5 Ways to Improve Your Project Reports
It’s no secret that quality project reports play a critical role in effective project management. They’re not only essential to enabling project team members to make well-informed and confident decisions, they’re also necessary to satisfy increasing demands from clients for accurate and timely project data. Despite the growing significance placed on quality project reports, organizations continue to struggle with delivering consistently accurate and timely reports.
So, how can you improve the quality of your project reports and strengthen your reporting processes?
1. Get out of Excel. As project complexity intensifies and clients become more demanding, you can’t afford to manage projects in Excel. Although it provides incredible freedom and flexibility, Excel is also responsible for an incredible amount of data inaccuracy and lack of consistency.
2. Consolidate Your Data Sources. Projects are growing larger and margins are decreasing. As a result, project teams are forced to accomplish more with fewer resources. You can no longer afford to track and manage a project in 15 spreadsheets and five different software systems, nor can you afford the time and cost associated with personnel constantly aggregating and consolidating data. You must reduce the number of spreadsheets, systems and tools used to track and manage your project.
3. State What Date is Included or Excluded. This may seem really basic, but it’s also one of the biggest issues we frequently discover during our consulting projects. Teams build comprehensive reports, issue them to clients, but then fail to reference items that are included or excluded from the data set. For example, while working on a claim document recently, we discovered the owner team was making critical financial decisions based on a key report being issued by its EPC contractor that repeatedly excluded a major cost account. The owner team never noticed this important fact, because the 28-page report failed to clarify this exclusion which was not clearly evident in the lengthy report. The solution? It’s simple – clearly identify any major inclusions or exclusions in the report header.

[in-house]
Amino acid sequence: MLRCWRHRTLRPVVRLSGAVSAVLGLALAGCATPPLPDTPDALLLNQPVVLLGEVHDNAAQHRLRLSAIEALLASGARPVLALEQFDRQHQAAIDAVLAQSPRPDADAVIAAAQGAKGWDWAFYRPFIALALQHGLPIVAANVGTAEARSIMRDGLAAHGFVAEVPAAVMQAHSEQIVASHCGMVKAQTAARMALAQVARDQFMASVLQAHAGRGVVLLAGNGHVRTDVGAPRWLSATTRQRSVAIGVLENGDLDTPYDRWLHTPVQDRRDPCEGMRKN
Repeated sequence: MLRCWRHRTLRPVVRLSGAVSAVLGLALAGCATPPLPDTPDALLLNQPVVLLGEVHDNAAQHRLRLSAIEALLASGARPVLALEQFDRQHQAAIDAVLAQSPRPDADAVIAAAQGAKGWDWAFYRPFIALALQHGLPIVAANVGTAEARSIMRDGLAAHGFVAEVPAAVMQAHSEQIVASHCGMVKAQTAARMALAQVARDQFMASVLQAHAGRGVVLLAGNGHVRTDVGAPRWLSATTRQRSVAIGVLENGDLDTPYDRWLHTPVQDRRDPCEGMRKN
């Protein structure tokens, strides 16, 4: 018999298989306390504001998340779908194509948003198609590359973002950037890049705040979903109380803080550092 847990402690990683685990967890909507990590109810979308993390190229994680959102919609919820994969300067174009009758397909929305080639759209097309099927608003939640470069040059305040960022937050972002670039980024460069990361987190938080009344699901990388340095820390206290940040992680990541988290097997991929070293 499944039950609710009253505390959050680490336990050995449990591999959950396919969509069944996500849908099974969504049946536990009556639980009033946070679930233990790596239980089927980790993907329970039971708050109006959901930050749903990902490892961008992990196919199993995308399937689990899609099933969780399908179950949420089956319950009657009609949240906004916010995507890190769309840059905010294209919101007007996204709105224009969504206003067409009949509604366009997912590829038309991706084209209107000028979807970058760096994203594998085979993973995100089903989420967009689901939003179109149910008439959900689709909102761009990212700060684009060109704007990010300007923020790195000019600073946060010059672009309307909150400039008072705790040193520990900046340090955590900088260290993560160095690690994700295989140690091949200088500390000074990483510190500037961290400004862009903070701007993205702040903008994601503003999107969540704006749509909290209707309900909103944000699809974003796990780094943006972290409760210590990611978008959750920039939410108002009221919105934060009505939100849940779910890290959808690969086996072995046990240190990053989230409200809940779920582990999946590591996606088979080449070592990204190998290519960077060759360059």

4. State The Data Range. Another basic reporting concept that often gets overlooked is failing to note the date range in your report data set. You never know who will pick up your report and make assumptions or conclusions based on its contents if you don’t clarify what is included and the date range on which the report is based.
5. Spend More Time Reviewing Reports. The techniques and tools available for developing a high-quality report have drastically improved over the years. However, making time to review and validate report data has become less of a priority in recent years. This decrease is the result of mounting pressure on project teams to track and report on a growing list of areas. Reports are being issued last-minute, and project team members typically have just enough time to catch their breath before they start compiling information for the next reporting cycle. Following the advice in nos. 1 and 2 above is a great start to addressing problems created by these time constraints. But requiring managers be held accountable for report integrity is also a necessary safeguard to prevent diminishing report quality and timeliness. Issuing blatantly inaccurate and untimely reports is never justified. Always make it a priority to set aside the time necessary to focus on preparing quality reports.
To learn more about how Cloud EPC enables organizations to deliver accurate and consistent project and enterprise reports, please contact us at 800.909.5181, or request a demo to see first-hand how Cloud EPC can simplify and improve your reporting process.